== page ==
Courtesy of Kimimi from Kimimi's blog (thanks!) we have a translation of the Puyo Puyo Tsu Perfect Set card!

Each section has been numbered on the scan on the left, so you'll know which bit's being translated.

However, this isn't a word-for-word translation- in her own words, it's more like 'The text says something like...'.


1) The arcade version of Puyo Puyo was released two years after being announced. A maximum of four people are able to compete, it was popular to the extent that arcades had competition tables. '2' and 'Tsu' had a similar sort of presence too.

2) Arcade
C2 Board

3) The definitive version of a refined competitive game
Released quietly on the MSX and Famicom, the later upgraded ports for the arcade and Mega Drive were [Compile's] big break and Puyo Puyo's second series is considered a historical puzzle masterpiece. When all is said and done, Tsu is the game with the most drastic changes to battles. Before, the first player to clear a chain had an overwhelming advantage, but now the other side had the 'counterbalance' rule applied. That's all there was to it (obviously there was some fine-tuning too), but truth be told that's the crux of Puyo Puyo competition. Since then the series continued on for four more entries, but nothing improved on 'Tsu', even the newest game 'Fever' had to gather ideas and take the concept down a new path.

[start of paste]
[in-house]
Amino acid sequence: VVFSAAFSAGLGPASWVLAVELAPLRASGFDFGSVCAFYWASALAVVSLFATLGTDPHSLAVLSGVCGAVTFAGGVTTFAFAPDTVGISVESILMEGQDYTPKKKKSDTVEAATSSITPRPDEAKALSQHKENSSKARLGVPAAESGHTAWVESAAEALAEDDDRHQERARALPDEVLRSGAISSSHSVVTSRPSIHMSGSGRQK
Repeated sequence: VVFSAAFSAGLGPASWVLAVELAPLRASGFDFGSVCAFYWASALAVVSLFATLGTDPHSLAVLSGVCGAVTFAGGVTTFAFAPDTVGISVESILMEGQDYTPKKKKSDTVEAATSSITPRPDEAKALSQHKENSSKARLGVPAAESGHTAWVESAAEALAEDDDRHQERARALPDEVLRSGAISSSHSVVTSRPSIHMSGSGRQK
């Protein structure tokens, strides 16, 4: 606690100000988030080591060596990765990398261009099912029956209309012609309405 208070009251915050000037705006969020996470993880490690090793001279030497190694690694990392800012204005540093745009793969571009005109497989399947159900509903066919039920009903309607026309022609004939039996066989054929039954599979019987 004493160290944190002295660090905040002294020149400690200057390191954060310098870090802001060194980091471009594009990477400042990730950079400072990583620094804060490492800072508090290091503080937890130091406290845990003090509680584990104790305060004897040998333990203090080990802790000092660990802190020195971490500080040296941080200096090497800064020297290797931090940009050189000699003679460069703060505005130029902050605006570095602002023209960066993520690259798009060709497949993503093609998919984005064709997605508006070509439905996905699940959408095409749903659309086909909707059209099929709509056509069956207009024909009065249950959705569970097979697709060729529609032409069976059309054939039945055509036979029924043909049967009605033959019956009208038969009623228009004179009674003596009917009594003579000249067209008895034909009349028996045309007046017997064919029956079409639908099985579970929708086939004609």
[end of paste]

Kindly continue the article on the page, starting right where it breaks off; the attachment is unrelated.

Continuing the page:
4) [This is the one I couldn't really make out, it's talking about how Compile used characters from their previous work 'Madou Monogatari']

5) [I was aware that] competitive games were becoming hot
Yonemitsu: In the beginning I had the chance to work on various minigames for the MSX disc magazine. At that time puzzle games were mathematical so while working I thought 'Why do these games have such weak characters?', it wasn't possible to beat Tetris just by doing the same thing, so I decided to use the characters from our previous RPG 'Madou Mongatari'. With this defining point already in place, I thought that other [puzzle game] rules donft have to be the same either. I tried out every single rule I could think of (laughs). At that time 'Street Fighter II' had made competitive games very popular, I remember a lot of trial and error to get that same feeling [in Puyo Puyo].

6) Kazunari Yonemitsu
Founder and designer of the 'Puyo Puyo' series. Currently freelance game designer and writer.

Oh no, the layout's gone all weird! Aaah!